Donating My Embryos After IVF Was The Hardest Decision I've Ever Made
Making the decision to donate our frozen embryos to science was the hardest thing I have had to do in my life so far. Even starting to write this is something I originally put off, as it makes me feel numb and sad and I have been trying to protect my heart.
The day after my son turned five, I headed to my fertility clinic to make a video with them talking about the decision we made to donate our remaining embryos to science. I spoke to the counselor who helped us with the decision and the Director of Science about what would actually happen to our precious embryos. What I am about to write might well trigger you, so please don’t read on if you are feeling vulnerable about where you are at on your journey.
The thing is, I know in my heart that I wanted to have more than one more child; however, the reality is it didn’t happen that way for us. We had a successful IVF cycle in 2015 which led to our son Phoenix, who is now five. Phoenix has been an incredible influence on our lives. He was the motivation for me to create The Fertility Podcast which I launched when I was successfully pregnant after ICSI.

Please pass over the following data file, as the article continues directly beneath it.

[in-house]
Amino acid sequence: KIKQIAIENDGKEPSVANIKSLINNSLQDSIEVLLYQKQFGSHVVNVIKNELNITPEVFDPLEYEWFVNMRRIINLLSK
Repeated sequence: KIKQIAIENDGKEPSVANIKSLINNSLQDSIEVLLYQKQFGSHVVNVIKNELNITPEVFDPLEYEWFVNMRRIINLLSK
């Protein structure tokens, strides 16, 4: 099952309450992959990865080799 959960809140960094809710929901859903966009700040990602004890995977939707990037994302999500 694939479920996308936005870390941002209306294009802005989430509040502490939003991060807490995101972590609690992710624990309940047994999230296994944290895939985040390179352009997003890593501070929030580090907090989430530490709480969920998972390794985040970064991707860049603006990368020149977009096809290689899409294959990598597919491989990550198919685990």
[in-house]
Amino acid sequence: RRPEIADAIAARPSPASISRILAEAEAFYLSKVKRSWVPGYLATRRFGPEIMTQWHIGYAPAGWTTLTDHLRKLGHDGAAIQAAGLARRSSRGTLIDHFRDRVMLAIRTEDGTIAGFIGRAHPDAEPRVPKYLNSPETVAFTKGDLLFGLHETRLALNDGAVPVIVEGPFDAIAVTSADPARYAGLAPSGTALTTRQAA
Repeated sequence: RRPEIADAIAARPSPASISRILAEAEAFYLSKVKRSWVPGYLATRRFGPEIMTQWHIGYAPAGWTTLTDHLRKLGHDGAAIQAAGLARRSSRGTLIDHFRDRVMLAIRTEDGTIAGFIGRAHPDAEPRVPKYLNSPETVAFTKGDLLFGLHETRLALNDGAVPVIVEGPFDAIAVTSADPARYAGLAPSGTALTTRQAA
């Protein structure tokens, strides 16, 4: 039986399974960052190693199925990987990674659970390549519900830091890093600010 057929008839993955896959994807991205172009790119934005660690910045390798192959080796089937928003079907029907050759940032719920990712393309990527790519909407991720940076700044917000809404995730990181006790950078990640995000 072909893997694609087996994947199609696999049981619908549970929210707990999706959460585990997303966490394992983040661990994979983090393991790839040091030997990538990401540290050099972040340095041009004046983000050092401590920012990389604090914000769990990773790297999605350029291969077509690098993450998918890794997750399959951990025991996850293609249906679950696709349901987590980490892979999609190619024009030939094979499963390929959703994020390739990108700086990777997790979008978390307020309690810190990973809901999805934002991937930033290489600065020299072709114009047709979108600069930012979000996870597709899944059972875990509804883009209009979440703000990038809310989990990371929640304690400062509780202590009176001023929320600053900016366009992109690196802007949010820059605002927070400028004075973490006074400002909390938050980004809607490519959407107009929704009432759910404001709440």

Over the last two years, I have been struggling with the decision of what to do with our three frozen embryos whilst being immersed in the TTC community both on and offline. Creating The Fertility Podcast has in some ways been my therapy, as I have been lucky to speak to a lot of people about the different issues we have to face along the way in terms of infertility. And yet, it has also been a challenge for me to remain in this community through this decision. I have watched people share about having frozen embryo transfers and becoming pregnant, and I have also talked a lot about how it feels to be open about my secondary infertility.
So what did I do to cope? Well, I had to seek out professional help to deal with this decision and it’s something I highly recommend if you are struggling with any of your fertility-related decisions, but especially this one.